Sports Journalism Blog

By Frank Gogola | @FrankGogola

Sports Capital Journalism Program

INDIANAPOLIS – They sat in front of their lockers and spoke softly. Many hung their heads while others gazed straight ahead at nothing in particular. Their eyes were still red and watery.

Syracuse had just suffered one of its biggest losses of the season on a national stage. In a drama-free game, UConn cruised to its fourth consecutive national championship, winning 82-51 on Tuesday at Bankers Life Fieldhouse.

Afterwards, the Syracuse players sat in near-silence. A subdued locker room. Coach Quentin Hillsman had just told them how his dad always said he was great, that he was going to be successful; a story that unleashed a smile from senior Cornelia Fondren as she processed Hillsman’s postgame message.

It’s a message he’s shared with the team often because the more his dad told him he was great, the more he believed it. And it’s a message he shared with his team, so they knew how proud he was of their season: A program-record 30 wins and five tournament victories.

“I always told my kids we’re a great basketball team and great players,” Hillsman said. “I don’t lie to them. They’re a great basketball team and great players. I told them we’re never going to be the victim. Don’t ever be the victim. Because victims lay down.”

Syracuse may have lost Tuesday, but they far from laid down. Even with the game seemingly out of reach, the Orange continued to fight in the third quarter.

The fight started with a layup from Fondren. Then a jumper by Alexis Peterson. The press had started to work because the shots began to fall. The shots began to fall because the Orange were sharing the ball, moving it side to side.

All of a sudden, Syracuse had strung together a 16-0 run over a 4:04 stretch. The Orange still trailed by 17, 60-43.

“There was a time during the huddle and the game when Syracuse went on that run of theirs where we talked about that you can’t stumble into the history,” UConn head coach Geno Auriemma said of the timeout he called with 2:02 left in the third quarter. “Like if you’re going to do this, you need to do it the right way. You need to break through the finish line, not stumble across it.”

UConn regrouped and closed out the game on a 22-8 run. Syracuse entered the game holding teams to 59.5 points per game. UConn led 50-23 at the half and reached 60 points 3:19 into the second half. The 82 points UConn scored were tied for the second-most points Syracuse gave up all season. The Huskies recorded 22 assists on 28 made baskets.

Breanna Stewart, who was on triple-double watch at the half, finished with 24 points, 10 rebounds, 6 assists and 2 blocks in her final game at UConn. She was named the Most Outstanding Player of the Final Four for an unprecedented fourth time.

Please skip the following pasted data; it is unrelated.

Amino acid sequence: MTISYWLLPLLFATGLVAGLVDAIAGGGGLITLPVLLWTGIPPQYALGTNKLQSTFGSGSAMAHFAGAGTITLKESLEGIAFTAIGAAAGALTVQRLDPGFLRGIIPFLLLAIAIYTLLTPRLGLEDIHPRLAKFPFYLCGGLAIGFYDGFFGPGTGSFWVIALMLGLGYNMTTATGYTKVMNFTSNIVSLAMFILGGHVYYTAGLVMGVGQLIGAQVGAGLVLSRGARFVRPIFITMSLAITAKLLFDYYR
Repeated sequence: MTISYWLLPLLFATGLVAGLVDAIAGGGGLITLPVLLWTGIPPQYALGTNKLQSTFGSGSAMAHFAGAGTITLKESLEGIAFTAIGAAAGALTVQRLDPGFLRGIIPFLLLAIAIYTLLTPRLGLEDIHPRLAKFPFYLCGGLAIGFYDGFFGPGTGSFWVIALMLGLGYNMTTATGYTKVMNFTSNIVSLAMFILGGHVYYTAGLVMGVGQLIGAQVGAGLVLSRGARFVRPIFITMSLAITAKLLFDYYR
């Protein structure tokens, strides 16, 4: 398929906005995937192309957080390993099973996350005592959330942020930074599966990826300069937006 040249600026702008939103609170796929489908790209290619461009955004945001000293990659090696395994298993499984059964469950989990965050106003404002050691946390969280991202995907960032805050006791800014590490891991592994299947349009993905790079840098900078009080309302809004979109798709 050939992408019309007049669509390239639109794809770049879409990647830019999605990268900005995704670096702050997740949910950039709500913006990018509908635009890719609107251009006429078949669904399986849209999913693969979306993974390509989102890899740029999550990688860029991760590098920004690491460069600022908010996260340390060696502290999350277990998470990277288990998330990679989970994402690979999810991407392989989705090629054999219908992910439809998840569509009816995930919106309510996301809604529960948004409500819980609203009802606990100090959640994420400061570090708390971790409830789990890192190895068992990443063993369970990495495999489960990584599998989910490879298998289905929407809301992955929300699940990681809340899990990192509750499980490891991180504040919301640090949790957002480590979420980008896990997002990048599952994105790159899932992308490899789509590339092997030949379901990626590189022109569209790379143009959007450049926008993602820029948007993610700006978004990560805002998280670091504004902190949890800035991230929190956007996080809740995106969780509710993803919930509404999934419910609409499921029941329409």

UConn’s Morgan Tuck had 19 points, 7 rebounds and 5 assists while Moriah Jefferson added 13 points and 5 assists.

The game looked like it’d be a rout early. Dribbling through and attacking the Syracuse press, the Huskies jumped out to a 9-0 lead as four players scored. Jefferson hit an off-balance 3-pointer to beat the first-quarter buzzer and put UConn ahead 28-13, stalling the momentum of a 7-2 Syracuse run.

“Coach Q just said that was a big-girl play, a grown-woman play,” said Fondren, who led Syracuse with 16 points.

The Huskies held Syracuse scoreless for the first 3:27 of the second quarter to put the game out of reach. UConn ran out to a 34-15 lead by the time Brittney Sykes hit a jumper to end the scoring drought.

UConn’s man-to-man defense effectively made switches and contested shots in the first half. Syracuse’s shots weren’t falling, which meant the defense wasn’t able to set up its pressure. Without the press, Syracuse couldn’t force turnovers to lead to fast break opportunities.

Syracuse took eight more shots than UConn but made six fewer baskets.

The Huskies won the rebounding battle, 43-27. The Orange didn’t grab their first offensive rebound until there was 5:33 left in the first half.

The Orange forced 17 turnovers, but only turned those into 15 points while UConn converted 12 turnovers into 21 points.

The Orange were limited to 2-of-19 shooting from beyond the arc. They entered averaging 9 makes per game. Senior Brianna Butler, the NCAA single-season record holder for 3-pointers in a season, was held to 1-of-8 shooting from the field and 1-of-4 from 3-point range.

As Hillsman recounted the story he told his players about his dad, he passed the credit for the season’s success to his players during the postgame press conference.

“We fought hard,” Butler said back in the locker room. “We did a lot that a lot of people said we couldn’t do, making the Final Four, making history. Syracuse women’s basketball is on the map.”